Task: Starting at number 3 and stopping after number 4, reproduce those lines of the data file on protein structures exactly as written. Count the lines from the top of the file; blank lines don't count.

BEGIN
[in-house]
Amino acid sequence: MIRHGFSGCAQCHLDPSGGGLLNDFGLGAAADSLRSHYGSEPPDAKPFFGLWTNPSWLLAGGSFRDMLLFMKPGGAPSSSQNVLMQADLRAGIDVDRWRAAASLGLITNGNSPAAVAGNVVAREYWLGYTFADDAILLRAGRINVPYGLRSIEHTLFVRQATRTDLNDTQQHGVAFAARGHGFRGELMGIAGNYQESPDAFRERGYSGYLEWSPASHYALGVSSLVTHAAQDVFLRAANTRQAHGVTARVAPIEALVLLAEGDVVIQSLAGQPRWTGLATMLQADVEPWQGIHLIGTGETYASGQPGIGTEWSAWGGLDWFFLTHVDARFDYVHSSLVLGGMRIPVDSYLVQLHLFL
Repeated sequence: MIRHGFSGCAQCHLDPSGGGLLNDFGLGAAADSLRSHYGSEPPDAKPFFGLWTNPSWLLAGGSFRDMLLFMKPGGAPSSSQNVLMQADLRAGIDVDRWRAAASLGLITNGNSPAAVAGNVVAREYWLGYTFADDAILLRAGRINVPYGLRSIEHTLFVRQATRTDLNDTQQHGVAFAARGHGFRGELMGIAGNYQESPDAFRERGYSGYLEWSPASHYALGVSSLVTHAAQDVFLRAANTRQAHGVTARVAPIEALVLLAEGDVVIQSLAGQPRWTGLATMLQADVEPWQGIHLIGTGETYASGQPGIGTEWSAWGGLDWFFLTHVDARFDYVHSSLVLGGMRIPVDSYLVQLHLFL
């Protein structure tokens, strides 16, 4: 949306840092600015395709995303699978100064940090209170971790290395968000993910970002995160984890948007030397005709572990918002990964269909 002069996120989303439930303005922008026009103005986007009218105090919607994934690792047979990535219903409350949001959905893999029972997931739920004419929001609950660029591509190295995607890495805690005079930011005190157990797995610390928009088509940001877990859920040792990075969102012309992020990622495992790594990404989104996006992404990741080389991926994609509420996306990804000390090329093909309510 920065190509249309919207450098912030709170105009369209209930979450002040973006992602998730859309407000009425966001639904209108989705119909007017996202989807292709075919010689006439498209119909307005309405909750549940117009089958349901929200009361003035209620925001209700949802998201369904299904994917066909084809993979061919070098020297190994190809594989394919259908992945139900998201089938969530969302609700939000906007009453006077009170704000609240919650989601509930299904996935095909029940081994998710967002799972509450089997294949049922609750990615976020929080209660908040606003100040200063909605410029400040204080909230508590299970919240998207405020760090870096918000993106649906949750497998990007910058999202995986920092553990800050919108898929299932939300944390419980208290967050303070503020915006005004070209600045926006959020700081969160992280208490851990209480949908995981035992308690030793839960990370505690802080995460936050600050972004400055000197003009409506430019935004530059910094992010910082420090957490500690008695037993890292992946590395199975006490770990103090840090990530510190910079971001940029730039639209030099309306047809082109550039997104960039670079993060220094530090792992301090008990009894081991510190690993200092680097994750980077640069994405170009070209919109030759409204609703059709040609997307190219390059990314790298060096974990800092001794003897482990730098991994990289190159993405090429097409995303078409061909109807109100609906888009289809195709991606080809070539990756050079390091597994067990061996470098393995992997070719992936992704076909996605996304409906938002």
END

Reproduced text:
Repeated sequence: MIRHGFSGCAQCHLDPSGGGLLNDFGLGAAADSLRSHYGSEPPDAKPFFGLWTNPSWLLAGGSFRDMLLFMKPGGAPSSSQNVLMQADLRAGIDVDRWRAAASLGLITNGNSPAAVAGNVVAREYWLGYTFADDAILLRAGRINVPYGLRSIEHTLFVRQATRTDLNDTQQHGVAFAARGHGFRGELMGIAGNYQESPDAFRERGYSGYLEWSPASHYALGVSSLVTHAAQDVFLRAANTRQAHGVTARVAPIEALVLLAEGDVVIQSLAGQPRWTGLATMLQADVEPWQGIHLIGTGETYASGQPGIGTEWSAWGGLDWFFLTHVDARFDYVHSSLVLGGMRIPVDSYLVQLHLFL
């Protein structure tokens, strides 16, 4: 949306840092600015395709995303699978100064940090209170971790290395968000993910970002995160984890948007030397005709572990918002990964269909 002069996120989303439930303005922008026009103005986007009218105090919607994934690792047979990535219903409350949001959905893999029972997931739920004419929001609950660029591509190295995607890495805690005079930011005190157990797995610390928009088509940001877990859920040792990075969102012309992020990622495992790594990404989104996006992404990741080389991926994609509420996306990804000390090329093909309510 920065190509249309919207450098912030709170105009369209209930979450002040973006992602998730859309407000009425966001639904209108989705119909007017996202989807292709075919010689006439498209119909307005309405909750549940117009089958349901929200009361003035209620925001209700949802998201369904299904994917066909084809993979061919070098020297190994190809594989394919259908992945139900998201089938969530969302609700939000906007009453006077009170704000609240919650989601509930299904996935095909029940081994998710967002799972509450089997294949049922609750990615976020929080209660908040606003100040200063909605410029400040204080909230508590299970919240998207405020760090870096918000993106649906949750497998990007910058999202995986920092553990800050919108898929299932939300944390419980208290967050303070503020915006005004070209600045926006959020700081969160992280208490851990209480949908995981035992308690030793839960990370505690802080995460936050600050972004400055000197003009409506430019935004530059910094992010910082420090957490500690008695037993890292992946590395199975006490770990103090840090990530510190910079971001940029730039639209030099309306047809082109550039997104960039670079993060220094530090792992301090008990009894081991510190690993200092680097994750980077640069994405170009070209919109030759409204609703059709040609997307190219390059990314790298060096974990800092001794003897482990730098991994990289190159993405090429097409995303078409061909109807109100609906888009289809195709991606080809070539990756050079390091597994067990061996470098393995992997070719992936992704076909996605996304409906938002």